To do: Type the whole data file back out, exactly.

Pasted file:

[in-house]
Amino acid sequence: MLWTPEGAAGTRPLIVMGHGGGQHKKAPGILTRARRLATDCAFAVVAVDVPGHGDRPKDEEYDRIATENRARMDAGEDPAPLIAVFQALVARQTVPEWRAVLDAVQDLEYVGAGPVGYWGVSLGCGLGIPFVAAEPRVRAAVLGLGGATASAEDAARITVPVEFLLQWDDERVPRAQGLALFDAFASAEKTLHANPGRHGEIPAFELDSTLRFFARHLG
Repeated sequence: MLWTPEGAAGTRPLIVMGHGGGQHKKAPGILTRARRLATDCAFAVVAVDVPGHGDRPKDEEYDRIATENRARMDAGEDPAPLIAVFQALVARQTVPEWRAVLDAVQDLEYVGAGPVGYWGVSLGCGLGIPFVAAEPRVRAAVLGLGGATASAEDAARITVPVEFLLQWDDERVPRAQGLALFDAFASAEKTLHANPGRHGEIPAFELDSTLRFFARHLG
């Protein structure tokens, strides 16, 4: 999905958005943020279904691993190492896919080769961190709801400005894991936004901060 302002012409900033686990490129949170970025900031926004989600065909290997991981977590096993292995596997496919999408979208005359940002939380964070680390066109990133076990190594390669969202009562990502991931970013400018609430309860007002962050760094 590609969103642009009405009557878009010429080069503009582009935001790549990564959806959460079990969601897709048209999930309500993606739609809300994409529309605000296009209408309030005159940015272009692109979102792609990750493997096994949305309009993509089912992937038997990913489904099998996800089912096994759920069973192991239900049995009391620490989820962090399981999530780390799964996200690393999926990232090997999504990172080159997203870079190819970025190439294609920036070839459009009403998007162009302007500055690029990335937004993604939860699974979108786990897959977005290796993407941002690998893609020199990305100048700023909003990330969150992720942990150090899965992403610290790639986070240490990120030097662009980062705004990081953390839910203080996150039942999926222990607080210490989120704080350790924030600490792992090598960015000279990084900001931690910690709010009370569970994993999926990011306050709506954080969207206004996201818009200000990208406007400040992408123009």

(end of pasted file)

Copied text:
[in-house]
Amino acid sequence: MLWTPEGAAGTRPLIVMGHGGGQHKKAPGILTRARRLATDCAFAVVAVDVPGHGDRPKDEEYDRIATENRARMDAGEDPAPLIAVFQALVARQTVPEWRAVLDAVQDLEYVGAGPVGYWGVSLGCGLGIPFVAAEPRVRAAVLGLGGATASAEDAARITVPVEFLLQWDDERVPRAQGLALFDAFASAEKTLHANPGRHGEIPAFELDSTLRFFARHLG
Repeated sequence: MLWTPEGAAGTRPLIVMGHGGGQHKKAPGILTRARRLATDCAFAVVAVDVPGHGDRPKDEEYDRIATENRARMDAGEDPAPLIAVFQALVARQTVPEWRAVLDAVQDLEYVGAGPVGYWGVSLGCGLGIPFVAAEPRVRAAVLGLGGATASAEDAARITVPVEFLLQWDDERVPRAQGLALFDAFASAEKTLHANPGRHGEIPAFELDSTLRFFARHLG
């Protein structure tokens, strides 16, 4: 999905958005943020279904691993190492896919080769961190709801400005894991936004901060 302002012409900033686990490129949170970025900031926004989600065909290997991981977590096993292995596997496919999408979208005359940002939380964070680390066109990133076990190594390669969202009562990502991931970013400018609430309860007002962050760094 590609969103642009009405009557878009010429080069503009582009935001790549990564959806959460079990969601897709048209999930309500993606739609809300994409529309605000296009209408309030005159940015272009692109979102792609990750493997096994949305309009993509089912992937038997990913489904099998996800089912096994759920069973192991239900049995009391620490989820962090399981999530780390799964996200690393999926990232090997999504990172080159997203870079190819970025190439294609920036070839459009009403998007162009302007500055690029990335937004993604939860699974979108786990897959977005290796993407941002690998893609020199990305100048700023909003990330969150992720942990150090899965992403610290790639986070240490990120030097662009980062705004990081953390839910203080996150039942999926222990607080210490989120704080350790924030600490792992090598960015000279990084900001931690910690709010009370569970994993999926990011306050709506954080969207206004996201818009200000990208406007400040992408123009």